Weird isn’t it?
We have such a bi-polar media. It obsesses for months over the mom of a murdered child. (Notice I didn’t say it obsessed over the murdered child, because there is a difference, and I think the emphasis from the get-go was more on the hot chick mom.)
But after dozens of children are hunted and shot down by a lunatic in a cop uniform, the media has moved on in a few days time to more important stories, like the woman with 1,200 pairs of shoes.
At a memorial service on Friday in Norway, Prime Minister Jens Stoltenberg said: “I think July 22 will be a very strong symbol of the Norwegian people’s wish to be united in our fight against violence, and will be a symbol of how the nation can answer with love.”
So it was at a folk festival 20,000 people held hearts skyward. It was Norway’s answer to the great evil that left so many of her children slain or wounded.
President Roosevelt’s 1942 speech, which served as an inspiration to many Norwegians fighting German occupation at the time, resonates once again:
“If there is anyone who still wonders why this war is being fought, let him look to Norway. If there is anyone who has any delusions that this war could have been averted, let him look to Norway; and if there is anyone who doubts the democratic will to win, again I say, let him look to Norway.”
I’ve been thinking a lot about Norway this past week as I watched our church family grieve the drowning death of Zane Gaulke. I thought of Norway on Saturday as I attended the memorial service for Zane.
How does a country … a community … grieve so many of its youth at one time?
Pastor Kevin, our youth pastor, preached a sermon that was a great testament, not to Zane’s brief life so much as it was the eternal Christ he served. Pastor Kevin was in the ocean with Zane that day. He made it safely to shore. Zane did not, despite the desperate efforts of Kevin and others to help him.
It was an accident, horrific as accidents almost always are. Still there are some who would not have wanted Pastor Kevin to preach at their child’s funeral. There are some who might have had a difficult time being around those who survived. There are some whose grief would have lead them to search for someone to blame.
They answered their own great anguish in the same spirit of those in Norway. They held out their hearts to Pastor Kevin and the others who were that day. They embraced Kevin and assured him that they know, despite their great grief, that Pastor Kevin and all those others there did everything they possibly could to save their son.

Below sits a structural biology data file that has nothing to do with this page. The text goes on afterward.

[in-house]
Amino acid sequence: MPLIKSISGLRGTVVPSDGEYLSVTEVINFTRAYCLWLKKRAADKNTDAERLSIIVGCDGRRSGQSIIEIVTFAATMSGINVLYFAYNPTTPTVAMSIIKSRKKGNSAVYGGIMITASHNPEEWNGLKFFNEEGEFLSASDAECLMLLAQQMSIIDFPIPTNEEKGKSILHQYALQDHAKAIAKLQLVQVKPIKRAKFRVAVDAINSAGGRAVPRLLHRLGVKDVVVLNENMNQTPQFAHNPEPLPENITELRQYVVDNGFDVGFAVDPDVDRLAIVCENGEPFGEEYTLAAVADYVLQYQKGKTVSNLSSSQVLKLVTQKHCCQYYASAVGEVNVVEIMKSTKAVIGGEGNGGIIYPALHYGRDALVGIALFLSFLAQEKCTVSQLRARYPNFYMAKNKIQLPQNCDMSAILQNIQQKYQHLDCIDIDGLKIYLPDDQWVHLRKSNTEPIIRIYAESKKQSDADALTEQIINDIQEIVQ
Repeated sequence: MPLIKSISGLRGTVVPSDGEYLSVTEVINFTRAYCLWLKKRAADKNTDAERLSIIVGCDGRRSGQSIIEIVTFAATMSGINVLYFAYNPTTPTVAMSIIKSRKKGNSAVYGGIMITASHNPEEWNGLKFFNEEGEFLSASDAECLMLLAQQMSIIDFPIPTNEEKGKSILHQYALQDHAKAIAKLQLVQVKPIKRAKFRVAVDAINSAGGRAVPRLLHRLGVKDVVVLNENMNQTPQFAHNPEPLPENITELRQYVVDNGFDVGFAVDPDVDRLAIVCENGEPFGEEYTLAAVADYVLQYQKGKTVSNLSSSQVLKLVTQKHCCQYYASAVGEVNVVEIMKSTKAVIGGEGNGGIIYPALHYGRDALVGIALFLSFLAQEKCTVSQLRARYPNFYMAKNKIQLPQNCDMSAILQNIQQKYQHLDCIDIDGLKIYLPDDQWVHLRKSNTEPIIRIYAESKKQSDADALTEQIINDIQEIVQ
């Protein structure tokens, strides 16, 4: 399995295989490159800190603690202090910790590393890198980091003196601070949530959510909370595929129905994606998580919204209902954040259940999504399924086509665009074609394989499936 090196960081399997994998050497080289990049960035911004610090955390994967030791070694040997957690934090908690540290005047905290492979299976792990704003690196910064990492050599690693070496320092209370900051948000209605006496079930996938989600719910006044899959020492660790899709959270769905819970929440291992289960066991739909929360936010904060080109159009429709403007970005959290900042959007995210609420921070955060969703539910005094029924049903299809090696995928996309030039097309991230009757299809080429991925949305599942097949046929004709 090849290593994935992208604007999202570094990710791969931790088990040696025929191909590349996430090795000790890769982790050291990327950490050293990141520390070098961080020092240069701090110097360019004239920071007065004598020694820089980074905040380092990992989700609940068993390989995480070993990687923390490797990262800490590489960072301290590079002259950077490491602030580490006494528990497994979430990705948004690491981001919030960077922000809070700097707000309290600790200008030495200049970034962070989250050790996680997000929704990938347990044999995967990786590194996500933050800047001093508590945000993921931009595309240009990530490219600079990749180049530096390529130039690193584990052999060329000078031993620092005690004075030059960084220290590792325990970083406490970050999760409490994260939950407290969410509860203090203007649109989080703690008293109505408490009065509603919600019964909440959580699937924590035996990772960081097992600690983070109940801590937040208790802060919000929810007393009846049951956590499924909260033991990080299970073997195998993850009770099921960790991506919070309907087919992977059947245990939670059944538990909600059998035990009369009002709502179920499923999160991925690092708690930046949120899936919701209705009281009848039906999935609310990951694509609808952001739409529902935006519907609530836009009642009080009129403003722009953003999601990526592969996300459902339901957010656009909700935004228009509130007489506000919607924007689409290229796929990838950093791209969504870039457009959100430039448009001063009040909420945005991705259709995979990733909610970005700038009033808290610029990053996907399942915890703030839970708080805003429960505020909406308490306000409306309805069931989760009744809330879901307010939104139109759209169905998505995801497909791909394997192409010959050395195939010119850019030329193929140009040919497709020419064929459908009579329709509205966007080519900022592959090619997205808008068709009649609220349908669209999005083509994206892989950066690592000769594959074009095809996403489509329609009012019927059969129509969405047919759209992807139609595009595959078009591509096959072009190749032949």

I’ve heard a lot of sermons in my lifetime. I suspect you have, too. But this weekend I witnessed one of the greatest sermons ever, by the way Zane’s parents responded to their son’s death.
Today, we sent another group of kids out on a trip. This one to Honduras on a mission. At church this morning, people gathered to pray over those going. I kept my eyes opened as I prayed. There at the altar was Zane’s mama, kneeling, her hand on the back of another mother’s son, praying protection and blessing over that boy. Just the day before her own son had been rolled to that altar in a casket.
It was a scene I hope I never forget. Grace like that ought to be headline news, but it’s not. Grace doesn’t make news the way evil does. I could barely find a photo of the hearts raised skyward in Norway.
This morning before I went to church I received the following email from a reader I don’ t know:
This has been a most horrific week for me. One of the very worst in my whole long life. Why – ?
Because I am originally from Oslo, Norway. Transplanted to Maryland, USA, via California, via Minnesota, Via Apartheit, South Africa.
(12 years there. . .)
Words are not in my vocabulary; Norwegian, English or Afrikaans that might remotely describe my state of heart-head – mind – soul – body as a result of 7/22/2011 of my home town/country. Just “sick” Maybe. But, fear is NOT part of it. As providence would have it; in the midst of all this hurt, I find your book “Where Is Your Jesus NOW?” in a book store in Washington, D.C. I started reading it the same afternoon …. T.
Where’ s your Jesus Now? is a question we all have to answer someday, sooner or later.
May each of us remember to look to Norway, to Zane’s parents before responding.